We all want to save energy and spend less money. In the home, this can mean using smart technology and more energy efficient products such as LED lighting.
Light emitting diodes (LEDs) are currently one of the most energy efficient lighting technologies and are growing in popularity due to their promise to save money, energy and the environment. But how much can you save? And is it really worth switching?
A Brief History of Light Bulbs
Over the past ninety years, we have become accustomed to light bulbs that last about 1,000 hours before they need to be replaced. This is not so much due to technological limitations, but because of the cartel that formed when industry leaders realized that eternal light bulbs would soon put them out of business.
Light bulbs have fallen in quality and have not been able to improve over the intervening decades. The lifespan of incandescent light bulbs today is about the same as it was in the 1920s, and significantly less than older light bulbs.
The energy crisis of the 1970s and the environmental movement encouraged the development of more energy efficient technologies. But it’s only in recent years that consumers have finally begun to reap the benefits.
Compact fluorescent lamps (CFLs) first appeared in stores in the mid-1990s as a low-energy alternative to incandescent lamps.
Despite significant energy savings, CFLs have always been unpopular.
They are usually considered ugly.
The quality of the light is drastic.
Turn-on delay worsens as bulbs age.
They contain mercury, so they are toxic if broken and must be disposed of carefully.
Most businesses are phasing out CFLs as LED lighting becomes better and cheaper. make them meaningless.
LED fixtures have been around for a few years, but until recently they were very expensive and produced a cold light that many did not find acceptable. In recent years, the cost has decreased exponentially and continues to fall, while the quality of light has also improved.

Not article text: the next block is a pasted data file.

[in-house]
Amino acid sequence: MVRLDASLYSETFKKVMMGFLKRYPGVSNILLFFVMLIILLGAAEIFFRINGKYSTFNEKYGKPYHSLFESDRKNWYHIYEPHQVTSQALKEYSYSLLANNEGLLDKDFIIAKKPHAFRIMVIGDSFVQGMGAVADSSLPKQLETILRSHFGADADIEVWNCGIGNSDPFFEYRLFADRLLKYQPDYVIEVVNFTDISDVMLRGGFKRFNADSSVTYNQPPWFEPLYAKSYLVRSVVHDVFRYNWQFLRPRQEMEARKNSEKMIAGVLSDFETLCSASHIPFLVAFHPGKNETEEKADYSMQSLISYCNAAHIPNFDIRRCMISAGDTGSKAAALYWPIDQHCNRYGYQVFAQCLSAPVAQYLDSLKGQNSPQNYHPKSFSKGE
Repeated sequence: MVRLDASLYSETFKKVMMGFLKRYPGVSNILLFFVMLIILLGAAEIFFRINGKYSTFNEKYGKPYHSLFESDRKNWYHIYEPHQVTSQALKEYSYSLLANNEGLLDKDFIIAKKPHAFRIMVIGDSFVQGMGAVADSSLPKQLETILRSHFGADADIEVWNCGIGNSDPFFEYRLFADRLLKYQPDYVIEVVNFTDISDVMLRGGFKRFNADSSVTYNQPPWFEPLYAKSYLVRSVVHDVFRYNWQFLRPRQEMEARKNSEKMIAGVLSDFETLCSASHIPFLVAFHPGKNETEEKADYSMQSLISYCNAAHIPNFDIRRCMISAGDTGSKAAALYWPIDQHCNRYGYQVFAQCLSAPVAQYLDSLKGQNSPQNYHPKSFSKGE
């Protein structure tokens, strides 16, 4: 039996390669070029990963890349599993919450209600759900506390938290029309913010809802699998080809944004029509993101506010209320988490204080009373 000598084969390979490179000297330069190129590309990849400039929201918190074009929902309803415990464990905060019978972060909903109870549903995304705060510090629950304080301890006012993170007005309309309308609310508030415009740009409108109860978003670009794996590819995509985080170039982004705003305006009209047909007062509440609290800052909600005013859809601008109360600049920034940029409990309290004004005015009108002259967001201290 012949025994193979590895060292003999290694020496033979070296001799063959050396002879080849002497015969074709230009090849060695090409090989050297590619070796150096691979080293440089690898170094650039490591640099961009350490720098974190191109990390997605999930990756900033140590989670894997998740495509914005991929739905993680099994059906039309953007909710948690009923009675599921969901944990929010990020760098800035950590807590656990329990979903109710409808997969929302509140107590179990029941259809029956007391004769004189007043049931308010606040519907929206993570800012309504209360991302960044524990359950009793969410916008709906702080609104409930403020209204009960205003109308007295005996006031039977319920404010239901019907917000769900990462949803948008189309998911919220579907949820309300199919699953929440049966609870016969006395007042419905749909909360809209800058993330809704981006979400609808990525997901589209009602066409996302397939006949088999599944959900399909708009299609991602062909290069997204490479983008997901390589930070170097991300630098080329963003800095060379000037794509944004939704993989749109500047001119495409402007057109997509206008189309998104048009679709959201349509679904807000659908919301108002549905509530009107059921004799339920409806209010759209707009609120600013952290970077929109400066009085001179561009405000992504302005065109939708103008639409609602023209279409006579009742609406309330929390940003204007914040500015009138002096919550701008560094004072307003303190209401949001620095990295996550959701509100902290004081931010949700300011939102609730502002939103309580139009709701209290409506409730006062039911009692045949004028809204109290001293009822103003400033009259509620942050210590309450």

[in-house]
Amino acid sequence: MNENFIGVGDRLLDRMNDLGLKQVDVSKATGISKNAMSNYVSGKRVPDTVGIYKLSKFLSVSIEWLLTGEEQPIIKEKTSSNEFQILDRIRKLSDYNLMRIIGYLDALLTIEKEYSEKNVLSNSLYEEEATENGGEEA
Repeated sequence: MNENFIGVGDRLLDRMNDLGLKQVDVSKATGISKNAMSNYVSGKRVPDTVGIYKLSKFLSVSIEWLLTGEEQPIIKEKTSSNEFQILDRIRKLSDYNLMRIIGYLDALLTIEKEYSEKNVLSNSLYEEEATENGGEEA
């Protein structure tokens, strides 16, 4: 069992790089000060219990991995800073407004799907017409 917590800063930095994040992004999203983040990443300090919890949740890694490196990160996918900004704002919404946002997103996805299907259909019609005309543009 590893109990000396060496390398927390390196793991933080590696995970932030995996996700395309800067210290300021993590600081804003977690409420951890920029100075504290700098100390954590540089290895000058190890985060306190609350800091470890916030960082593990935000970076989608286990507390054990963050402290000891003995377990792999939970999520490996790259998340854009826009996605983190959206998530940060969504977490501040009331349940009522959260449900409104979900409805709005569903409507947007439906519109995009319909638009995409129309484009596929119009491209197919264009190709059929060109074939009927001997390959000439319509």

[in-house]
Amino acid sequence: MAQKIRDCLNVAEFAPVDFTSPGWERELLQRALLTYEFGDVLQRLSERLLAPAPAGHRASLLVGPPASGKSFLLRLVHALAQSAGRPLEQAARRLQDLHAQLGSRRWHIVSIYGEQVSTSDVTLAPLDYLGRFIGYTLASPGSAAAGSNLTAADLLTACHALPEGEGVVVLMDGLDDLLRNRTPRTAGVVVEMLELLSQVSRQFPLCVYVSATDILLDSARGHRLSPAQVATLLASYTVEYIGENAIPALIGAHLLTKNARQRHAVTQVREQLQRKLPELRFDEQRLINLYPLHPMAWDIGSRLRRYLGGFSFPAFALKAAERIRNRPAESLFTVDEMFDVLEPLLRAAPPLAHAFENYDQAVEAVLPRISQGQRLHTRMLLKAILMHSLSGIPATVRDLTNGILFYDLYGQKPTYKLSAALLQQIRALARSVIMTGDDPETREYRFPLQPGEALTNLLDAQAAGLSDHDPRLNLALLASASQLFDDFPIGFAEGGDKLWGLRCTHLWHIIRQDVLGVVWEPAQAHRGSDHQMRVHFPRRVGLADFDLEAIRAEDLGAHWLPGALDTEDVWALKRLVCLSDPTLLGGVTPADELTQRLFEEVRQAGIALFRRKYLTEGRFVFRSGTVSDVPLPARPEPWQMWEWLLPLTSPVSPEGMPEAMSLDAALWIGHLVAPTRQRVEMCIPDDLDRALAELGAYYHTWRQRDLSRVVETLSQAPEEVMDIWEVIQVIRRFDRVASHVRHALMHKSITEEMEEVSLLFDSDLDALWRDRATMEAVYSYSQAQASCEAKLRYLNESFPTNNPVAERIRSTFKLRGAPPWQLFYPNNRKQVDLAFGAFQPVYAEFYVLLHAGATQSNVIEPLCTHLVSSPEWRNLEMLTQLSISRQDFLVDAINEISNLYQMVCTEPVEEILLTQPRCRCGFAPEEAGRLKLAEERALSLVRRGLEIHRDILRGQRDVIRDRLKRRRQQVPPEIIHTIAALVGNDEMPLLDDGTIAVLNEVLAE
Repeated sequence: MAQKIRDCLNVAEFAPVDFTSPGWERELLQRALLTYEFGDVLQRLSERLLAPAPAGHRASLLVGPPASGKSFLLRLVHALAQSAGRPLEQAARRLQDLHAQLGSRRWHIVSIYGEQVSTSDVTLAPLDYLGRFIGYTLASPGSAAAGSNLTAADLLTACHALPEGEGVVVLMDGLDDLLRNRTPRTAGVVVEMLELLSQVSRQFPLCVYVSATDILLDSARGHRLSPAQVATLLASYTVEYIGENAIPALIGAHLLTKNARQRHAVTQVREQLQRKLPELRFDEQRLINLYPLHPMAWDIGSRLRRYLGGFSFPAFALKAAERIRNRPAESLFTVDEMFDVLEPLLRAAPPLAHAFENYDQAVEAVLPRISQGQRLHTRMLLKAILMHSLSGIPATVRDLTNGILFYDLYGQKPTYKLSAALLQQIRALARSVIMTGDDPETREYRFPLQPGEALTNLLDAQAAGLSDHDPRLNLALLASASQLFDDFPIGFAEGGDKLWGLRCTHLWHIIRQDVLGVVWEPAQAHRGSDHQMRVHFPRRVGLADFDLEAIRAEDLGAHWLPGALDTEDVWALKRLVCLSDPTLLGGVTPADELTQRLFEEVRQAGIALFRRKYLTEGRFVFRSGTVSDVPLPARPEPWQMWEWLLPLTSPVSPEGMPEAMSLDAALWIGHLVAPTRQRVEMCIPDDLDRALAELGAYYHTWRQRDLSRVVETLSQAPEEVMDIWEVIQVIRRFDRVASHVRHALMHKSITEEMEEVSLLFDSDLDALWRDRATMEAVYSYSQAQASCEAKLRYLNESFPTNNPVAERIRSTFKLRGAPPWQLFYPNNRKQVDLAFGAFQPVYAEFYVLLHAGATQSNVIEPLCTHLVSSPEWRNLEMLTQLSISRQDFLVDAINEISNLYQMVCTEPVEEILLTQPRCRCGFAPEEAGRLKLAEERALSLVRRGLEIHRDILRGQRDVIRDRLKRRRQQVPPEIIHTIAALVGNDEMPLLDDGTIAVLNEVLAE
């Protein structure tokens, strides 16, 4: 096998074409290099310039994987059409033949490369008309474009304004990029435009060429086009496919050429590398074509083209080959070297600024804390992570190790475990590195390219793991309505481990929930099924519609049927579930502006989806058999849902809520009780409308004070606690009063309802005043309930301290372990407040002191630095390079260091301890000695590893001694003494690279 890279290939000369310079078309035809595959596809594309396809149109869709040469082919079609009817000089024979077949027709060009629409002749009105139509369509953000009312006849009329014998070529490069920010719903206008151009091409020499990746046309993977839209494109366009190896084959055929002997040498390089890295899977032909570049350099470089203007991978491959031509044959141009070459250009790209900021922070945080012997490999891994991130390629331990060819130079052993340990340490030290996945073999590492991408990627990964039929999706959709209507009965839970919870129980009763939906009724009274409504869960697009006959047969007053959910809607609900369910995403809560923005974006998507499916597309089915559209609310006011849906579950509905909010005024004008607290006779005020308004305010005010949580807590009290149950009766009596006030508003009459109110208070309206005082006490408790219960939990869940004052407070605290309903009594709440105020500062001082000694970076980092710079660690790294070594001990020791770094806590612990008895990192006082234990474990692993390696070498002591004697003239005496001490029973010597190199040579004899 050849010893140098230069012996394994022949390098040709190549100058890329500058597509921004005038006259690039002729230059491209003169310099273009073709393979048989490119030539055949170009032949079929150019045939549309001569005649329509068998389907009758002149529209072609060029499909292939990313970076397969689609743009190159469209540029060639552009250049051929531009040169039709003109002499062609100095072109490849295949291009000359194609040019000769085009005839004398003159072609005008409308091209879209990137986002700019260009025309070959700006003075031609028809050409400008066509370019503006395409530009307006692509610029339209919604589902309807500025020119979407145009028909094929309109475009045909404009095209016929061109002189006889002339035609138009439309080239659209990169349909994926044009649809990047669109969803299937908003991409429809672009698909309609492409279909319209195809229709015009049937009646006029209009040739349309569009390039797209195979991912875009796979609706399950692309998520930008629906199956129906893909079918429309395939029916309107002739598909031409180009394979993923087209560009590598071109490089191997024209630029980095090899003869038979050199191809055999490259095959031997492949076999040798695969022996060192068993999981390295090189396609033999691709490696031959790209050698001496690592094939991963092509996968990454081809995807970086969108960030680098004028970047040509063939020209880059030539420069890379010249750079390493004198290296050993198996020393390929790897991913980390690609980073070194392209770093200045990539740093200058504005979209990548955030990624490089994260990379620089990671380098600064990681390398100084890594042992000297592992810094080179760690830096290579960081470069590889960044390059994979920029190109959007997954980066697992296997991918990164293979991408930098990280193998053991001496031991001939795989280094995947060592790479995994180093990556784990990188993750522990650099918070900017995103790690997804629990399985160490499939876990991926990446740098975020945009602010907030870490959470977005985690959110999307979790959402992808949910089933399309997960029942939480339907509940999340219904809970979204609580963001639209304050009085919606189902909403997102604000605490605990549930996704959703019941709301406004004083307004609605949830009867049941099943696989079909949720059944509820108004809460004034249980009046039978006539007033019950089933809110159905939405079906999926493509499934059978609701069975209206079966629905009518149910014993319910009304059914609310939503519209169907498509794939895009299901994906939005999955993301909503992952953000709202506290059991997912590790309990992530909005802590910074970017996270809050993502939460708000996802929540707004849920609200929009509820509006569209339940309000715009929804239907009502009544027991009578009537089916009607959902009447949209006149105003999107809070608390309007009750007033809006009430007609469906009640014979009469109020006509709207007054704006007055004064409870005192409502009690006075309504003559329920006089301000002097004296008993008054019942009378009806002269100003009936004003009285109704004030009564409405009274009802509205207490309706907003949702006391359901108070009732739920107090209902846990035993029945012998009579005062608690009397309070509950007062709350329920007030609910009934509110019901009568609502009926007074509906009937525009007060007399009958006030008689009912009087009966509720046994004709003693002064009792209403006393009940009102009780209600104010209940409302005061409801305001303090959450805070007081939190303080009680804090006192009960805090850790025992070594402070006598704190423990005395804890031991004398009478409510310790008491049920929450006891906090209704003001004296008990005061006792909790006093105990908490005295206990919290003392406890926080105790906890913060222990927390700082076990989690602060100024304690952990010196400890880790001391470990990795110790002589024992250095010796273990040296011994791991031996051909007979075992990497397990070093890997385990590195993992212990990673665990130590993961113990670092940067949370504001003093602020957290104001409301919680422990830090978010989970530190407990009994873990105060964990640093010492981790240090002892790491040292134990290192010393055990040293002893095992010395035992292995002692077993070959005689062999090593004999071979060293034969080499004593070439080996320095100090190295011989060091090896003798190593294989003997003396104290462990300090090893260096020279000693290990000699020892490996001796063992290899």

LEDs are now available in a full range of colors. For most people, the quality of light from a good LED bulb is currently indistinguishable from that of an incandescent bulb.
How much can you save?
LED bulbs are still more expensive than their incandescent counterparts, but they are much cheaper to run. How much are we talking about?
There are significant differences in price and performance across all lamp types, but below are typical numbers:
A 100-watt incandescent bulb costs about $0.75, costs 1.0 centners an hour, and lasts about 1,000 hours.
A 23W CFL bulb produces about the same amount of light, but costs about $3, costs 0.23 centners an hour, and lasts 8,000 hours.
A 14-watt LED bulb costs $6, costs 0.14 centners an hour, and lasts 25,000 hours.
Although the cost of an LED lamp is about eight times more, it lasts 20 to 25 times longer, and the lower running costs increase over time.
Using the numbers above, over the lifetime of one LED bulb, you will spend $8 on bulbs and $50 on electricity. If you were to stick with incandescent bulbs, you’d be spending $18.75 on light bulbs and a whopping $300 on electricity. CFLs would cost you $9 in bulbs and $75 in electricity.
$300 over 25 years or so may not sound like a huge savings, but consider that a modest three-bedroom home might have ten ceiling lights and maybe six more floor and table lamps. Now you’re talking about $4,800 savings, or about $200 a year. This is a significant part of your energy bill. Also, think about how much time you’ll save and what inconvenience you’ll avoid by not changing your light bulb every few weeks.